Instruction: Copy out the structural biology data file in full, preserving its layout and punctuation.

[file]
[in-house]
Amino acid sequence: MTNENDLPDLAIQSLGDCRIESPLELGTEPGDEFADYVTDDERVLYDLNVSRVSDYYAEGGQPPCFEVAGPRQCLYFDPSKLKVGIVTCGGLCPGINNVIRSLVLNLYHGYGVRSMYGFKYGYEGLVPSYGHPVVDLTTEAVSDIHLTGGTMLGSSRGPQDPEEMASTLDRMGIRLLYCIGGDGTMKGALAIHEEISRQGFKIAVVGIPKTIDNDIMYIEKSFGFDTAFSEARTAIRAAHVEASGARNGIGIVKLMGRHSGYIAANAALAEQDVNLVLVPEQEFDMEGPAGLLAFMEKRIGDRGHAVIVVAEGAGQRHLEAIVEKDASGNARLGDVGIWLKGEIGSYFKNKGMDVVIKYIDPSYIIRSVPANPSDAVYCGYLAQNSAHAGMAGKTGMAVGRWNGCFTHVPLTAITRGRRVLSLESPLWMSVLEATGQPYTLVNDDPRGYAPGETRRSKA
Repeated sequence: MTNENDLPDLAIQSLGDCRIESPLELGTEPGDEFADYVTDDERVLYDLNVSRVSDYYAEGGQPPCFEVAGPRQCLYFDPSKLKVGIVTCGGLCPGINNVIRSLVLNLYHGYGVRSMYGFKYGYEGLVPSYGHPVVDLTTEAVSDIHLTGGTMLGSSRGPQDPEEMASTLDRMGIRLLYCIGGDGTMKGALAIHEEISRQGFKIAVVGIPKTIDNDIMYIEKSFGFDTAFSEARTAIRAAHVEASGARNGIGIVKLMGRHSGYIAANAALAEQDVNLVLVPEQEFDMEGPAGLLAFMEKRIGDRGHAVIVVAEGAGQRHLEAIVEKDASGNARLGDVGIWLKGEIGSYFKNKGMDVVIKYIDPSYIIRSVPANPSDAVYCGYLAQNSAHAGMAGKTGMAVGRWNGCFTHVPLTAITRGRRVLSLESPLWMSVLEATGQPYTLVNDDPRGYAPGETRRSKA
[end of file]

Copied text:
[in-house]
Amino acid sequence: MTNENDLPDLAIQSLGDCRIESPLELGTEPGDEFADYVTDDERVLYDLNVSRVSDYYAEGGQPPCFEVAGPRQCLYFDPSKLKVGIVTCGGLCPGINNVIRSLVLNLYHGYGVRSMYGFKYGYEGLVPSYGHPVVDLTTEAVSDIHLTGGTMLGSSRGPQDPEEMASTLDRMGIRLLYCIGGDGTMKGALAIHEEISRQGFKIAVVGIPKTIDNDIMYIEKSFGFDTAFSEARTAIRAAHVEASGARNGIGIVKLMGRHSGYIAANAALAEQDVNLVLVPEQEFDMEGPAGLLAFMEKRIGDRGHAVIVVAEGAGQRHLEAIVEKDASGNARLGDVGIWLKGEIGSYFKNKGMDVVIKYIDPSYIIRSVPANPSDAVYCGYLAQNSAHAGMAGKTGMAVGRWNGCFTHVPLTAITRGRRVLSLESPLWMSVLEATGQPYTLVNDDPRGYAPGETRRSKA
Repeated sequence: MTNENDLPDLAIQSLGDCRIESPLELGTEPGDEFADYVTDDERVLYDLNVSRVSDYYAEGGQPPCFEVAGPRQCLYFDPSKLKVGIVTCGGLCPGINNVIRSLVLNLYHGYGVRSMYGFKYGYEGLVPSYGHPVVDLTTEAVSDIHLTGGTMLGSSRGPQDPEEMASTLDRMGIRLLYCIGGDGTMKGALAIHEEISRQGFKIAVVGIPKTIDNDIMYIEKSFGFDTAFSEARTAIRAAHVEASGARNGIGIVKLMGRHSGYIAANAALAEQDVNLVLVPEQEFDMEGPAGLLAFMEKRIGDRGHAVIVVAEGAGQRHLEAIVEKDASGNARLGDVGIWLKGEIGSYFKNKGMDVVIKYIDPSYIIRSVPANPSDAVYCGYLAQNSAHAGMAGKTGMAVGRWNGCFTHVPLTAITRGRRVLSLESPLWMSVLEATGQPYTLVNDDPRGYAPGETRRSKA